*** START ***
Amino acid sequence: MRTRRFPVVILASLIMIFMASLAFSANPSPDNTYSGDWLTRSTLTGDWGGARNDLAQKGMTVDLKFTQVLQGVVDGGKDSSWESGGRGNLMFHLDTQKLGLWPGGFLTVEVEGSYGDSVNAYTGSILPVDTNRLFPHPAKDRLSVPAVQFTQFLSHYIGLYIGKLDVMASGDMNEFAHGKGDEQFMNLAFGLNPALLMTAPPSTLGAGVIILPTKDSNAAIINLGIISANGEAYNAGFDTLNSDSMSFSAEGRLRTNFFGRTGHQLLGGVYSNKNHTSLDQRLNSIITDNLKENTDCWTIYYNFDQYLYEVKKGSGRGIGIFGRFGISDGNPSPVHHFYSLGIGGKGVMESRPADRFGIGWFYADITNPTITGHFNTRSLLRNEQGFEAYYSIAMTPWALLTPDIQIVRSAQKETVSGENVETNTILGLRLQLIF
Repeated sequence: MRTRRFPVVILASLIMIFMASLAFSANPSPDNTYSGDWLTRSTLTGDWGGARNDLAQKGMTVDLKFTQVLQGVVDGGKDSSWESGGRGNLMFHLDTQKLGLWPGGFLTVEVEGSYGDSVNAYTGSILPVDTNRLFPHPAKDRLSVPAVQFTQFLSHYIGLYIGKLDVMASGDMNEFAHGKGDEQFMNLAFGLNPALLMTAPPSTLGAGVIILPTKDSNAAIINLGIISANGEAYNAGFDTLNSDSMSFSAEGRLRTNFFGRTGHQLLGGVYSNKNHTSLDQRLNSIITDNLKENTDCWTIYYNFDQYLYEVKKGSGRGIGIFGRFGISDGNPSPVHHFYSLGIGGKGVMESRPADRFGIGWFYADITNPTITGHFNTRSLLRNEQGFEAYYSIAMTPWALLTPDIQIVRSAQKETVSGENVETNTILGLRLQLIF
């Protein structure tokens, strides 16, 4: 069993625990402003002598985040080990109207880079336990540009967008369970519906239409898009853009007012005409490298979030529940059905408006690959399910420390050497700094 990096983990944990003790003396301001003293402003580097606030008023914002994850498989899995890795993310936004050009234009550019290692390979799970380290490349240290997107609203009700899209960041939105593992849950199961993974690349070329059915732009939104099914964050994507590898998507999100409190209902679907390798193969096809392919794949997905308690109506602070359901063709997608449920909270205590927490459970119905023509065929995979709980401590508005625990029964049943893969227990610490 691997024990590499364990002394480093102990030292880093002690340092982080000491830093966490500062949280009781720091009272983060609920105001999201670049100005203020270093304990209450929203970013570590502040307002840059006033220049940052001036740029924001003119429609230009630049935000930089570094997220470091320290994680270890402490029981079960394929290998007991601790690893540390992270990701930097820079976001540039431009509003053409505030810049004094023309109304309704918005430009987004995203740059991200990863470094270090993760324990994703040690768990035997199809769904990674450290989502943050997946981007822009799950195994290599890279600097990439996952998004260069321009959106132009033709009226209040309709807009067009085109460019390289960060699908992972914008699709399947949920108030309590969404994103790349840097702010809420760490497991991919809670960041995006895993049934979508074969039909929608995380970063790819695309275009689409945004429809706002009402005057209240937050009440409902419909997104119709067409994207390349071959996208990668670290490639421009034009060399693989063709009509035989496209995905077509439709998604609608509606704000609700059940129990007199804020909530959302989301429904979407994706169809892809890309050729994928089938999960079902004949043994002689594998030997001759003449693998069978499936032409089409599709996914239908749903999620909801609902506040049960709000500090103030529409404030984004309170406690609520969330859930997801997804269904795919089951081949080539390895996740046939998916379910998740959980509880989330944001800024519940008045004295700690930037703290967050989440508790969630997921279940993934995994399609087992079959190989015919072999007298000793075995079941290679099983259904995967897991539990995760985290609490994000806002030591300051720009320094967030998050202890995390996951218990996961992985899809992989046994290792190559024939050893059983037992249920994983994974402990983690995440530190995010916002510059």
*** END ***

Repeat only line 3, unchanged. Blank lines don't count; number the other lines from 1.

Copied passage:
């Protein structure tokens, strides 16, 4: 069993625990402003002598985040080990109207880079336990540009967008369970519906239409898009853009007012005409490298979030529940059905408006690959399910420390050497700094 990096983990944990003790003396301001003293402003580097606030008023914002994850498989899995890795993310936004050009234009550019290692390979799970380290490349240290997107609203009700899209960041939105593992849950199961993974690349070329059915732009939104099914964050994507590898998507999100409190209902679907390798193969096809392919794949997905308690109506602070359901063709997608449920909270205590927490459970119905023509065929995979709980401590508005625990029964049943893969227990610490 691997024990590499364990002394480093102990030292880093002690340092982080000491830093966490500062949280009781720091009272983060609920105001999201670049100005203020270093304990209450929203970013570590502040307002840059006033220049940052001036740029924001003119429609230009630049935000930089570094997220470091320290994680270890402490029981079960394929290998007991601790690893540390992270990701930097820079976001540039431009509003053409505030810049004094023309109304309704918005430009987004995203740059991200990863470094270090993760324990994703040690768990035997199809769904990674450290989502943050997946981007822009799950195994290599890279600097990439996952998004260069321009959106132009033709009226209040309709807009067009085109460019390289960060699908992972914008699709399947949920108030309590969404994103790349840097702010809420760490497991991919809670960041995006895993049934979508074969039909929608995380970063790819695309275009689409945004429809706002009402005057209240937050009440409902419909997104119709067409994207390349071959996208990668670290490639421009034009060399693989063709009509035989496209995905077509439709998604609608509606704000609700059940129990007199804020909530959302989301429904979407994706169809892809890309050729994928089938999960079902004949043994002689594998030997001759003449693998069978499936032409089409599709996914239908749903999620909801609902506040049960709000500090103030529409404030984004309170406690609520969330859930997801997804269904795919089951081949080539390895996740046939998916379910998740959980509880989330944001800024519940008045004295700690930037703290967050989440508790969630997921279940993934995994399609087992079959190989015919072999007298000793075995079941290679099983259904995967897991539990995760985290609490994000806002030591300051720009320094967030998050202890995390996951218990996961992985899809992989046994290792190559024939050893059983037992249920994983994974402990983690995440530190995010916002510059």